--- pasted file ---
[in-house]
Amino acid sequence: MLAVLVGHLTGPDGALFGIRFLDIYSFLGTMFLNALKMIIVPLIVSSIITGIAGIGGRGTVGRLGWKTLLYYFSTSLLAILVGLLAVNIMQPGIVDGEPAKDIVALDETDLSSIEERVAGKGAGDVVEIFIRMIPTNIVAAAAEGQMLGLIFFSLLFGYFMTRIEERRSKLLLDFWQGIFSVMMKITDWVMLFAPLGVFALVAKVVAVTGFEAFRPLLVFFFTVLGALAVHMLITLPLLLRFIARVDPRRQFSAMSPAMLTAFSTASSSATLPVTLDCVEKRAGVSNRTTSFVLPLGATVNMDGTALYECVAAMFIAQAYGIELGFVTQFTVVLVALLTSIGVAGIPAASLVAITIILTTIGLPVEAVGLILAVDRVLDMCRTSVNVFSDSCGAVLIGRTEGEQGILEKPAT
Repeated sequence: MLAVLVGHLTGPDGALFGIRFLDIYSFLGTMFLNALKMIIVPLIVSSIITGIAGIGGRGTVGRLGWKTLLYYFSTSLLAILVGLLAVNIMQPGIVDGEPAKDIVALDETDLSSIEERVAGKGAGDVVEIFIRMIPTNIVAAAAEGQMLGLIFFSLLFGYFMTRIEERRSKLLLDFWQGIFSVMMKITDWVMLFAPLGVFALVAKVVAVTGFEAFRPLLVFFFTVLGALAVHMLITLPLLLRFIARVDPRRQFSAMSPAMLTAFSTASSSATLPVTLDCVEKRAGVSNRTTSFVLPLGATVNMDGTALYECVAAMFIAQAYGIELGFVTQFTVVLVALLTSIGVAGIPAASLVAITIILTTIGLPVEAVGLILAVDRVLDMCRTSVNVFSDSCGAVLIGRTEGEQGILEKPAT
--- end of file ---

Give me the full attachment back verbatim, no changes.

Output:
[in-house]
Amino acid sequence: MLAVLVGHLTGPDGALFGIRFLDIYSFLGTMFLNALKMIIVPLIVSSIITGIAGIGGRGTVGRLGWKTLLYYFSTSLLAILVGLLAVNIMQPGIVDGEPAKDIVALDETDLSSIEERVAGKGAGDVVEIFIRMIPTNIVAAAAEGQMLGLIFFSLLFGYFMTRIEERRSKLLLDFWQGIFSVMMKITDWVMLFAPLGVFALVAKVVAVTGFEAFRPLLVFFFTVLGALAVHMLITLPLLLRFIARVDPRRQFSAMSPAMLTAFSTASSSATLPVTLDCVEKRAGVSNRTTSFVLPLGATVNMDGTALYECVAAMFIAQAYGIELGFVTQFTVVLVALLTSIGVAGIPAASLVAITIILTTIGLPVEAVGLILAVDRVLDMCRTSVNVFSDSCGAVLIGRTEGEQGILEKPAT
Repeated sequence: MLAVLVGHLTGPDGALFGIRFLDIYSFLGTMFLNALKMIIVPLIVSSIITGIAGIGGRGTVGRLGWKTLLYYFSTSLLAILVGLLAVNIMQPGIVDGEPAKDIVALDETDLSSIEERVAGKGAGDVVEIFIRMIPTNIVAAAAEGQMLGLIFFSLLFGYFMTRIEERRSKLLLDFWQGIFSVMMKITDWVMLFAPLGVFALVAKVVAVTGFEAFRPLLVFFFTVLGALAVHMLITLPLLLRFIARVDPRRQFSAMSPAMLTAFSTASSSATLPVTLDCVEKRAGVSNRTTSFVLPLGATVNMDGTALYECVAAMFIAQAYGIELGFVTQFTVVLVALLTSIGVAGIPAASLVAITIILTTIGLPVEAVGLILAVDRVLDMCRTSVNVFSDSCGAVLIGRTEGEQGILEKPAT